Jay Masurekar, the head of gaming and travel investment banking at KeyBanc Capital Markets in Cleveland, told Crain’s last week that he believes additional casino traffic from sports betting customers could produce a 25% increase in gaming revenue for casinos and racinos. That revenue would be taxed at the state’s 33% rate for gambling, generating a $146 million tax spike, according to Masurekar’s calculations.

Asked if it made sense for Cleveland’s three major pro sports teams, plus the downtown casino, to all have a retail sportsbook, the Key executive said, “Why not?”

The typical sports bettor, Masurekar said, is male, well-educated and younger — a demographic that might tend to live in or frequent downtown Cleveland.

There’s no guarantee all of the clubs will choose to build a retail sportsbook, but the teams all want at least an opportunity to pursue one. Last week, we checked in with the Browns, Cavs and Indians prior to the Ohio Senate’s wild, last-minute changes on June 24. The teams didn’t want to comment on SB 176 since so much had changed in the last couple months, and quite a bit more could this summer.

Curt Steiner, the Columbus-based CEO of Steiner Public Relations, is serving as the spokesman for the Ohio Professional Sports Coalition. The coalition consists of the eight major professional sports teams in the state, plus the Memorial Tournament.

“What’s really important to the sports franchises is that these are locally based operations that are very ingrained in the communities of Ohio,” Steiner told Crain’s last week. “Our members produce the games upon which sports betting is based. That’s why it’s very important for these local businesses to participate directly in the process.”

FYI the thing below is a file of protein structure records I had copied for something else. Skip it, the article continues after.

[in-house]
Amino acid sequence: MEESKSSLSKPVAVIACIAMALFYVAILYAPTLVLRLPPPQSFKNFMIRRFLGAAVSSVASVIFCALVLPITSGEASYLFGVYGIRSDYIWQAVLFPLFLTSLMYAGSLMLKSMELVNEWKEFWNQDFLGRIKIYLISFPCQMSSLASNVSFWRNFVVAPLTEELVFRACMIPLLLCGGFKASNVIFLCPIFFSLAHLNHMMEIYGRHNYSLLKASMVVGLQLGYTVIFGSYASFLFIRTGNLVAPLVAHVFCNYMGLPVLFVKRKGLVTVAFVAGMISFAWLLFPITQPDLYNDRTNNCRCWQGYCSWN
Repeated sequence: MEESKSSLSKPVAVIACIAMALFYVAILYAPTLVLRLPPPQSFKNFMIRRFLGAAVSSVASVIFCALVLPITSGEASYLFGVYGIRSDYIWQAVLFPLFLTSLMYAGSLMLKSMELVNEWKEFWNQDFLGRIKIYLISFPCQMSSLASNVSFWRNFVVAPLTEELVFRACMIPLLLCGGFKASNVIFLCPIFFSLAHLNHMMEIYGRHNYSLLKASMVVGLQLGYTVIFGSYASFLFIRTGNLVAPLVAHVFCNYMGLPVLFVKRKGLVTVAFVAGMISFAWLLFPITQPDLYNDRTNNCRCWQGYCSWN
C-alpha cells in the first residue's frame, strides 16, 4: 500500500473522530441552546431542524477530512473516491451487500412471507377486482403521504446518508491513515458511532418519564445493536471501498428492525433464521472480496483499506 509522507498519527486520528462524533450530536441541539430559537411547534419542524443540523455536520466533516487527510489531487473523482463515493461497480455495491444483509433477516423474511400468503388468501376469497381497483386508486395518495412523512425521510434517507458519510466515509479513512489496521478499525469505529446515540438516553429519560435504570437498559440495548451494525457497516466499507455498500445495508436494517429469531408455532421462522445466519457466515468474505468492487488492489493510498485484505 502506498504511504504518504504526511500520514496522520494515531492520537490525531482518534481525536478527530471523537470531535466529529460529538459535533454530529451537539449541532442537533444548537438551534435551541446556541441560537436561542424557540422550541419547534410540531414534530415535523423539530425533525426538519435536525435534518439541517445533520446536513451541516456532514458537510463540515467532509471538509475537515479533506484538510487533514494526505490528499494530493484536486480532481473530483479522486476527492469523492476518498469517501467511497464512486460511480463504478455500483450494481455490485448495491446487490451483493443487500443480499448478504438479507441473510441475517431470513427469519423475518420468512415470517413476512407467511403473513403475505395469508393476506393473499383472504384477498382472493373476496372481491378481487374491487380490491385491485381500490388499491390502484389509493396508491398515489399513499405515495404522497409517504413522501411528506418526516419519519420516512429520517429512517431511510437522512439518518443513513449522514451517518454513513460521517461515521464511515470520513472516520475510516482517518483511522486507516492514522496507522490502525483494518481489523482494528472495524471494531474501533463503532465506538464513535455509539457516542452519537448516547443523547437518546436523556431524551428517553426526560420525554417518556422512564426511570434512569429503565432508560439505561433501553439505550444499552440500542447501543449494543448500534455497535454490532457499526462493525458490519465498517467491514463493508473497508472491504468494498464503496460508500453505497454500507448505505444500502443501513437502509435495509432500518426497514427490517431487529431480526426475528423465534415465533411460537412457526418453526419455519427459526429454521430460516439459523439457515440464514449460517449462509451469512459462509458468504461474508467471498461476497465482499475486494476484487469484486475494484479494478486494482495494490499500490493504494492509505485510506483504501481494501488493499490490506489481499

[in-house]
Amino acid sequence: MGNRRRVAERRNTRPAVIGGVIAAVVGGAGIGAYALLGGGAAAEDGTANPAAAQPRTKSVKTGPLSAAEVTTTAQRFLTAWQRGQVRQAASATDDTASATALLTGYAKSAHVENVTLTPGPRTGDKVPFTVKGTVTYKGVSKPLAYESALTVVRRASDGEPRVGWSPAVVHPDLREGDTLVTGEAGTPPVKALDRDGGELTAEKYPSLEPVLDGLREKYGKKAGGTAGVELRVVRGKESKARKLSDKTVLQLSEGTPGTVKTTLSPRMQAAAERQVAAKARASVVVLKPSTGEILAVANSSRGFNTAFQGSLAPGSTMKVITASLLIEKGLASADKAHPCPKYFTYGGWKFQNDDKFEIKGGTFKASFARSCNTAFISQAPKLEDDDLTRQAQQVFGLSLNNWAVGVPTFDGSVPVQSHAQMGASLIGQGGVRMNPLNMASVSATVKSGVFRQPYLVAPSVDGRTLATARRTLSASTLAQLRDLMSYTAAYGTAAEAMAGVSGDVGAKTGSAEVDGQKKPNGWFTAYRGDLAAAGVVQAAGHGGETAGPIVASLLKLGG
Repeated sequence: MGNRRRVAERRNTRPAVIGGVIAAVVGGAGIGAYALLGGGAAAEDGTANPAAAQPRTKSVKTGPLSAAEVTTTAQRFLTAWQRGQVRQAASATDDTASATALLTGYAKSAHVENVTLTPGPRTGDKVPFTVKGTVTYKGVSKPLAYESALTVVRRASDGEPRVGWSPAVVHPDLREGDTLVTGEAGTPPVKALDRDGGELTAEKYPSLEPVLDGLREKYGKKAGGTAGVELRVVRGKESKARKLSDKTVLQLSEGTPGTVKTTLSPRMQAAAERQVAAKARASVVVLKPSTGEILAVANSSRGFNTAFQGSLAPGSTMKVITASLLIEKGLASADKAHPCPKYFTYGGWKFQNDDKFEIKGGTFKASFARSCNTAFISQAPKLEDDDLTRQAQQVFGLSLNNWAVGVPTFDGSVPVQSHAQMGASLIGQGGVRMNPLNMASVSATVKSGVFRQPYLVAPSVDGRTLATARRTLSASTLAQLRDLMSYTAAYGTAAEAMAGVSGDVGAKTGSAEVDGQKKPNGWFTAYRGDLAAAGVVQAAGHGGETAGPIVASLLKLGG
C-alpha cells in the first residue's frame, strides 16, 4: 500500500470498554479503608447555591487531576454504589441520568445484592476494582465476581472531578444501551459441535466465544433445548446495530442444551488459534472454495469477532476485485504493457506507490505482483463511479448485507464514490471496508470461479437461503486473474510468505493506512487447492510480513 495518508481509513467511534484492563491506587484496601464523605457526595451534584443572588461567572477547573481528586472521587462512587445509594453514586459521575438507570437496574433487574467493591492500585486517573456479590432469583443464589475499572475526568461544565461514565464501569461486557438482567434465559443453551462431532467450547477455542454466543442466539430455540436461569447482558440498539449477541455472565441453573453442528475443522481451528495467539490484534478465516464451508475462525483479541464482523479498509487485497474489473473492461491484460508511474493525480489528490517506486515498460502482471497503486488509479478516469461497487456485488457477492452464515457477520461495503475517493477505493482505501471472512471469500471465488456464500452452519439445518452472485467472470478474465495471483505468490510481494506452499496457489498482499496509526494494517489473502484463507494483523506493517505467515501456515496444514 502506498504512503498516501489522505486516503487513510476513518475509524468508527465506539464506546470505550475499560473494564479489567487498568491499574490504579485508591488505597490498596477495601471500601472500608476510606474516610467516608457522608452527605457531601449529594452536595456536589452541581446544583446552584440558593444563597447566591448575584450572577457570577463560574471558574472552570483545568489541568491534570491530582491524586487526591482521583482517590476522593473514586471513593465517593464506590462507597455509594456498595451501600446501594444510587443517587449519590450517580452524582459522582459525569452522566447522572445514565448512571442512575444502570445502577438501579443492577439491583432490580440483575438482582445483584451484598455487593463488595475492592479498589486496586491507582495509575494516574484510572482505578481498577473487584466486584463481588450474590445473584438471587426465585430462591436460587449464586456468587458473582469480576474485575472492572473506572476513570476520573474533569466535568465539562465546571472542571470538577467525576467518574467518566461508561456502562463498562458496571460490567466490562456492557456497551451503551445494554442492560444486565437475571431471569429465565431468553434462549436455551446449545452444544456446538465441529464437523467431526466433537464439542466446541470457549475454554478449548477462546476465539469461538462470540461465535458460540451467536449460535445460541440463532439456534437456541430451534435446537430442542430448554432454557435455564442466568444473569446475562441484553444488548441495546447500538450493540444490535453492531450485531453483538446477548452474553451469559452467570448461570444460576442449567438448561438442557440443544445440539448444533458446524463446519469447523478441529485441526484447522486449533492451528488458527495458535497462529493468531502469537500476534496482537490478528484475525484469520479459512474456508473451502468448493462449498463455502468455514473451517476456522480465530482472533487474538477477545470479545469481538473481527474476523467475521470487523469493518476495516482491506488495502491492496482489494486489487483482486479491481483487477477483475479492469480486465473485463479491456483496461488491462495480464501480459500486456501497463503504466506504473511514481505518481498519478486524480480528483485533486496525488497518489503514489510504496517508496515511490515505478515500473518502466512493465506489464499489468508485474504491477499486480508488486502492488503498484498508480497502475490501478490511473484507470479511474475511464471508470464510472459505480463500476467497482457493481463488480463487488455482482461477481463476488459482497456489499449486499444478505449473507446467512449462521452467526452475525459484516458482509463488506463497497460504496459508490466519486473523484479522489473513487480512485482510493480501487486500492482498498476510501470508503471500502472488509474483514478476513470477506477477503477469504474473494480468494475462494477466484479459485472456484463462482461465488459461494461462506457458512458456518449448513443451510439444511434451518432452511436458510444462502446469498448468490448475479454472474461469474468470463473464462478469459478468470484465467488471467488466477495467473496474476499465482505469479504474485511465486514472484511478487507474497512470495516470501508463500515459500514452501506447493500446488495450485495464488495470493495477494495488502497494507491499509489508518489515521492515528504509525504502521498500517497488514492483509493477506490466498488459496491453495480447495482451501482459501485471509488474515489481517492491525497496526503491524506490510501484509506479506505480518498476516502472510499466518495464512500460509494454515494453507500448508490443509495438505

Regardless of how the state proceeds with sports betting this week, the teams seem guaranteed to be a big part of the industry going forward.

Also likely to stay is the proposed 10% tax on Ohio’s sports betting profits.

Four states that border Ohio — Indiana, Michigan, Pennsylvania and West Virginia — have legal sports betting markets. The quartet has had average holds of 7.5% to 8.1% since legalizing the industry.

After SB 176 passed by a 30-2 vote on June 16, an Ohio Legislative Service Commission analysis projected that the state could have a $2.8 billion sports betting industry by 2023. By 2024, the market was projected to pass $3 billion. That, according to the legislative budget office’s estimates, could mean $19 million to $24 million in tax revenue for the state.

The 10% tax rate, which could encourage more businesses to get involved and should produce a “more open framework,” was one of the few things Masurekar, KeyBanc Capital Markets’ top gaming analyst, liked about SB 176.

But now we’re on to HB 29, and sports betting still doesn’t seem headed to an approval this week.

At the very least, all of the maneuvering in the past few months seems to indicate that Ohio should get a sports betting law passed this year.

We wouldn’t be willing to wager, however, on what changes will be coming and which groups will be the latest to push for more rewrites.